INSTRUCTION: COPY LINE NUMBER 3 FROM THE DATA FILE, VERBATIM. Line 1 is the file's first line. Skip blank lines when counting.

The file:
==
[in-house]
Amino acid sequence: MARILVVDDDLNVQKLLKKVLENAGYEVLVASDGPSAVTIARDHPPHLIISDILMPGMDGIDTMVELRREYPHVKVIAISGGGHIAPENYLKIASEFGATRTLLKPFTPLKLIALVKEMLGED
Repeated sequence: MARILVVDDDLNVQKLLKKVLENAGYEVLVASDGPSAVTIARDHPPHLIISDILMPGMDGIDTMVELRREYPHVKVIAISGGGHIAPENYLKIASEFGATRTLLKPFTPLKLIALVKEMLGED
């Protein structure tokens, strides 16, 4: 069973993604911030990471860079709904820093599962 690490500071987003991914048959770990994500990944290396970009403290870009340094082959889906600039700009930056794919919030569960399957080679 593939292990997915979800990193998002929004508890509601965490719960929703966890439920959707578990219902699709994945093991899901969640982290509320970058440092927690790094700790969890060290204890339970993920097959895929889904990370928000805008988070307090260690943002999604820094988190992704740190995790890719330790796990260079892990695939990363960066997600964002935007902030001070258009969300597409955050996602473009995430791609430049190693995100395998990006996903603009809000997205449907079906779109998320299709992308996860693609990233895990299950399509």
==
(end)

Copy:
Repeated sequence: MARILVVDDDLNVQKLLKKVLENAGYEVLVASDGPSAVTIARDHPPHLIISDILMPGMDGIDTMVELRREYPHVKVIAISGGGHIAPENYLKIASEFGATRTLLKPFTPLKLIALVKEMLGED